Carpet is a great option to improve the look, feel, and noise level of a staircase in a home. Some people carpet their stairs so they will match the flooring at the top or bottom of the staircase, others because they want the added traction carpet can provide. If you are installing carpet yourself, you may wonder how to carpet open-riser stairs. We have researched it for you and have answers.
Carpeting open-riser stairs requires a slightly different method than typical stairs. The process is as follows:
- Remove old nails and staples from the tread
- Attach a tack strip along the back of the top side of the tread
- Measure and cut the carpet pad to fit
- Attach the pad
- Measure and cut the carpet to fit around the tread
- Attach the carpet with the seam at the back, stapling to the bottom and back of the tread
- Stretch the carpet around the front of the step, over the top, and push in the tack strip
- Fold the top of the carpet over the back edge of the step, tuck it under itself to create a clean edge, then staple in place
When you have completed this process your carpet should look nice and provide years of durable use. For greater detail on each step, keep reading!
How To Install Carpet On Open-Riser Stairs
Installing carpet on your open-riser stairs is a good DIY project. It can improve the look and feel of the entire space in just a few hours. Before you start you need to gather the following items:
A sharp knife or carpet cutter, such as this one:
A good stapler, such as this one:
A knee kicker, such as this one:
A tape measure, such as this one:
You will also need these items before starting:
- Carpet Pad
- Tack Strips
Remove Old Nails And Staples
To prepare the stairs for the new carpet, you must remove or drive flush any old nails or staples left behind from previous carpets. If you do not have a carpet in place already, then there most likely won't be anything to remove. Even so, check the treads to make sure any nails or screws are tight and flush, and that nothing else is sticking up that may obstruct your padding or carpet.
Attach Tack Strips
If tack strips are already in place and undamaged, you may be able to reuse them. If so, you won't need to add new tack strips, and you can move on to the next step.
If you do need to add tack strips, measure the width of your treads and trim your tack strips to that length. Once you do that, attach the new tack strips to the top of the tread at the back edge, with the tacks angled toward the back.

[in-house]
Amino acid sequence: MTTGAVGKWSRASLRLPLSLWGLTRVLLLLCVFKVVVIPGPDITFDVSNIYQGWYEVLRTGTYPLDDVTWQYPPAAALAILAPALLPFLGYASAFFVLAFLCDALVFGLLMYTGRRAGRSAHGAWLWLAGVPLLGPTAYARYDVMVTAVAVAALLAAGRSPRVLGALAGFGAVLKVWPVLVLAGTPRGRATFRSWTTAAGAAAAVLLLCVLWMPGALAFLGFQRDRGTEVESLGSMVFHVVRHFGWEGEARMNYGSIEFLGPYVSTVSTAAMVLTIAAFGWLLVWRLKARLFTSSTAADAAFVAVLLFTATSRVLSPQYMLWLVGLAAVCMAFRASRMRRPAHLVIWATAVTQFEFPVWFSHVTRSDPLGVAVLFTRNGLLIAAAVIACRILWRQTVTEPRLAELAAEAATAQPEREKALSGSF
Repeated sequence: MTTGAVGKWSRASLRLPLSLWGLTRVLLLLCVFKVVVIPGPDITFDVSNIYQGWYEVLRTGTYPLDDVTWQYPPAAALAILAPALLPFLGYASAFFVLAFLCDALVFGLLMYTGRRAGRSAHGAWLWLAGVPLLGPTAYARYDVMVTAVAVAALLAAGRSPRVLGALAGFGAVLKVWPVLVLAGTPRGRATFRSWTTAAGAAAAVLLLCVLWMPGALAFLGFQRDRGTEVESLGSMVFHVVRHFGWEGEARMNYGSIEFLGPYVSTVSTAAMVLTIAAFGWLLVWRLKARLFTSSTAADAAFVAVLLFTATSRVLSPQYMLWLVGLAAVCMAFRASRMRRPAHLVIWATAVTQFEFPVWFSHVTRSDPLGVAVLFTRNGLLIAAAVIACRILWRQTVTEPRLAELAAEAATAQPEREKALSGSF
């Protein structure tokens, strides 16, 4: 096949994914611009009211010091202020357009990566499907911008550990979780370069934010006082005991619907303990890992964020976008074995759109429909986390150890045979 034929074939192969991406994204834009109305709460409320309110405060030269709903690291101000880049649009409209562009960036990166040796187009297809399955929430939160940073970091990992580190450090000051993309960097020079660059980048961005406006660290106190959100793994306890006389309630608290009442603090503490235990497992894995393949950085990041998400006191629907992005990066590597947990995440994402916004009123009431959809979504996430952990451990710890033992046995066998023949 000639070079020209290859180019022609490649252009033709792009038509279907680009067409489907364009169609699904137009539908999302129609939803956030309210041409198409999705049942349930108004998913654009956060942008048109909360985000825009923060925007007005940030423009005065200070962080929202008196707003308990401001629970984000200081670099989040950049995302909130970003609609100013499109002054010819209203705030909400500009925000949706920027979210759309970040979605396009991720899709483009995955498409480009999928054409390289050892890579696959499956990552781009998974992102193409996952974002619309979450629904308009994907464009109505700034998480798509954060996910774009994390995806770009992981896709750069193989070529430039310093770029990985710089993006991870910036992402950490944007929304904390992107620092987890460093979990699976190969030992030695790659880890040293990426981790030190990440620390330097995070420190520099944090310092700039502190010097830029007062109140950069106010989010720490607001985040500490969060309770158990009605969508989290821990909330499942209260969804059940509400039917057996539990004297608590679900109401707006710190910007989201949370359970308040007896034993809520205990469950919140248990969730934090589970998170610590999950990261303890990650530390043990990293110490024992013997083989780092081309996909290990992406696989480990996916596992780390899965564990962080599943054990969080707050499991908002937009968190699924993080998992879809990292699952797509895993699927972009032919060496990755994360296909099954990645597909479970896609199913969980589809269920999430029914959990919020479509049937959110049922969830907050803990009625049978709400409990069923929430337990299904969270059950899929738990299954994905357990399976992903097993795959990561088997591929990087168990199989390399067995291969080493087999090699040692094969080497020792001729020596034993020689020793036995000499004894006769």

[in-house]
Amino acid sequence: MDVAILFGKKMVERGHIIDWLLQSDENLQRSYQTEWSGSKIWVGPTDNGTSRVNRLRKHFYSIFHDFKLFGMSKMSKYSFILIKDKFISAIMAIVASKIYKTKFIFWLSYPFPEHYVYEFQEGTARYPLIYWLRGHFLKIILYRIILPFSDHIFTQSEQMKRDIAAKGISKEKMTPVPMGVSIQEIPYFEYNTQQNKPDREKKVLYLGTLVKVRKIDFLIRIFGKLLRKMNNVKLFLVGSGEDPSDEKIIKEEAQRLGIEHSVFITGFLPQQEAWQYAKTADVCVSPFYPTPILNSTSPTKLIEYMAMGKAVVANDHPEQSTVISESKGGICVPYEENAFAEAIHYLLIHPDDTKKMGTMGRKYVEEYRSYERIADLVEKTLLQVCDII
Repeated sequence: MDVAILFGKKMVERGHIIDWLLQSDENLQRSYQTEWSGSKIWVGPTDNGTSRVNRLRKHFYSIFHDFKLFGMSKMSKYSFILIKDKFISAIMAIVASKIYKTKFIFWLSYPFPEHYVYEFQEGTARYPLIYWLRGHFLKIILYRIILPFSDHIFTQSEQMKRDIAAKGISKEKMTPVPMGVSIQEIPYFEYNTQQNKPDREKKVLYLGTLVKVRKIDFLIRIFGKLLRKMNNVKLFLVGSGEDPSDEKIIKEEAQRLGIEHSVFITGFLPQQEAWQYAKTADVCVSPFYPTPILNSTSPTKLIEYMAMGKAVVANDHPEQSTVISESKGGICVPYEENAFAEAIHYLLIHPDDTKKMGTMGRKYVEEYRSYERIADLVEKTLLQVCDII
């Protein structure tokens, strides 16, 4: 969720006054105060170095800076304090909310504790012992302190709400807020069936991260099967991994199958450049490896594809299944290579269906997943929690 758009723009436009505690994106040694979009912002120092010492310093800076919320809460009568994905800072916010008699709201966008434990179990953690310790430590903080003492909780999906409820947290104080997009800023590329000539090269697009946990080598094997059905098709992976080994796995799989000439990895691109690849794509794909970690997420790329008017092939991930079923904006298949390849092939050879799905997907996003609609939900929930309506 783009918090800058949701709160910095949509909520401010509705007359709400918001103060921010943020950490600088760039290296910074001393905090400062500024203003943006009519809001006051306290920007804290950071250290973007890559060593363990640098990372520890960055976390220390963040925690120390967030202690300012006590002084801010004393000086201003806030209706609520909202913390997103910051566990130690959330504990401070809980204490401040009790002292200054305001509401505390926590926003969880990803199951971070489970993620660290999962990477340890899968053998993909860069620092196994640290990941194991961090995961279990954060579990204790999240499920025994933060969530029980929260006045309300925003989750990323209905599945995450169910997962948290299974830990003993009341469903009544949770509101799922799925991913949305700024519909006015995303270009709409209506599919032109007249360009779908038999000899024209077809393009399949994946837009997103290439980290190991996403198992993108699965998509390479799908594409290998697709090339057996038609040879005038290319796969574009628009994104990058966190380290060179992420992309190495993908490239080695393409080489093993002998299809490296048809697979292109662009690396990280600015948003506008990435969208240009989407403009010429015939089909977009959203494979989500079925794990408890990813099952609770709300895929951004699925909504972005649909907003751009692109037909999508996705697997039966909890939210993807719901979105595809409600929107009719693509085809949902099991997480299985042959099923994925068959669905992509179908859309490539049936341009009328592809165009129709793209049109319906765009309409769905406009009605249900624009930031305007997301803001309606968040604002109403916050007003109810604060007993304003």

Place Carpet Padding
Measure the tread carefully to find the width and the depth of the tread. To find the depth, measure from the edge of the tack strip and over the front edge. When finished, the pad should cover the full width of the tread, and from the tack strip over the front edge of the step, stopping at the bottom edge.
Once you have the pad trimmed to fit you can put it in place. Butt it against the edge of the tack strip and staple it down along that edge. Make sure it wraps over the front of the step, then add a few staples in the middle to hold it down.
Measure The Carpet
Finding the size for the carpet piece for each tread is a little different than the process for measuring the pad. The width will still be the same as the tread width, but the length is not just the tread depth.
To find the depth, measure around the tread, pad, and tack strip. Your tape measure should measure the distance of the tread front to back on top, bottom, and both edges. Once you have that total, add 2-3 inches to find the length of carpet to cut.
Attach The Back And The Bottom
Attach one edge of your carpet along the back, about halfway up the edge of the tread. From here it will wrap under, so make sure you are attaching the correct edge. Staple about every two inches to make sure you have that the edge secured well. If you do this correctly, the carpet will pull under, then over the front, before going toward the back again.
Pull the carpet under the tread, smoothing it as you go. You may need to firmly tug to make sure the wrinkles are out. Staple several places along the bottom of the tread to secure the carpet.
Stretch Carpet And Attach The Top
Pull the carpet up and over the front edge. When you do this, make sure the carpet pad is in place along the front edge. You will pull the carpet tight over the front, then over the top of the tread. Stretch the carpet as well as you can by hand when doing this. Now push the carpet into the tack strip along the back edge.